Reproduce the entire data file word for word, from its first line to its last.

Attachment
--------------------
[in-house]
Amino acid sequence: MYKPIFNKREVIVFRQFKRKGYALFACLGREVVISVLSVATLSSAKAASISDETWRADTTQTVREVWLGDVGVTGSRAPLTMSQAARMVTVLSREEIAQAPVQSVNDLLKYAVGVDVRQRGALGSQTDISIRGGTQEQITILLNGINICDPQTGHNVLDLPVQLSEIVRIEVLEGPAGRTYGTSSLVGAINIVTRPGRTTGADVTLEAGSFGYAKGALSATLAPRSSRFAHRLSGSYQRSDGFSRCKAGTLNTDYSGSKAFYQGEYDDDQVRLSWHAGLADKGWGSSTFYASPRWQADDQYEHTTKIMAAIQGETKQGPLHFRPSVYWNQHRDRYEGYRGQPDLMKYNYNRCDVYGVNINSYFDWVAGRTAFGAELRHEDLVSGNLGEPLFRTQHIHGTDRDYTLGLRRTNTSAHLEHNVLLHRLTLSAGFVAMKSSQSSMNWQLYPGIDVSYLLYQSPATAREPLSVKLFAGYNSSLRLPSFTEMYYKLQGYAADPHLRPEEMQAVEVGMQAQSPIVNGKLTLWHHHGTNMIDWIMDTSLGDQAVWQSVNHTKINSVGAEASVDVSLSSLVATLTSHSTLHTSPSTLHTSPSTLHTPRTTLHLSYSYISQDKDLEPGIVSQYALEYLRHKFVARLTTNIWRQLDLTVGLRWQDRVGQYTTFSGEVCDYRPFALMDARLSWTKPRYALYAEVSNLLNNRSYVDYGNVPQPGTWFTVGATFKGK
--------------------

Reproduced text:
[in-house]
Amino acid sequence: MYKPIFNKREVIVFRQFKRKGYALFACLGREVVISVLSVATLSSAKAASISDETWRADTTQTVREVWLGDVGVTGSRAPLTMSQAARMVTVLSREEIAQAPVQSVNDLLKYAVGVDVRQRGALGSQTDISIRGGTQEQITILLNGINICDPQTGHNVLDLPVQLSEIVRIEVLEGPAGRTYGTSSLVGAINIVTRPGRTTGADVTLEAGSFGYAKGALSATLAPRSSRFAHRLSGSYQRSDGFSRCKAGTLNTDYSGSKAFYQGEYDDDQVRLSWHAGLADKGWGSSTFYASPRWQADDQYEHTTKIMAAIQGETKQGPLHFRPSVYWNQHRDRYEGYRGQPDLMKYNYNRCDVYGVNINSYFDWVAGRTAFGAELRHEDLVSGNLGEPLFRTQHIHGTDRDYTLGLRRTNTSAHLEHNVLLHRLTLSAGFVAMKSSQSSMNWQLYPGIDVSYLLYQSPATAREPLSVKLFAGYNSSLRLPSFTEMYYKLQGYAADPHLRPEEMQAVEVGMQAQSPIVNGKLTLWHHHGTNMIDWIMDTSLGDQAVWQSVNHTKINSVGAEASVDVSLSSLVATLTSHSTLHTSPSTLHTSPSTLHTPRTTLHLSYSYISQDKDLEPGIVSQYALEYLRHKFVARLTTNIWRQLDLTVGLRWQDRVGQYTTFSGEVCDYRPFALMDARLSWTKPRYALYAEVSNLLNNRSYVDYGNVPQPGTWFTVGATFKGK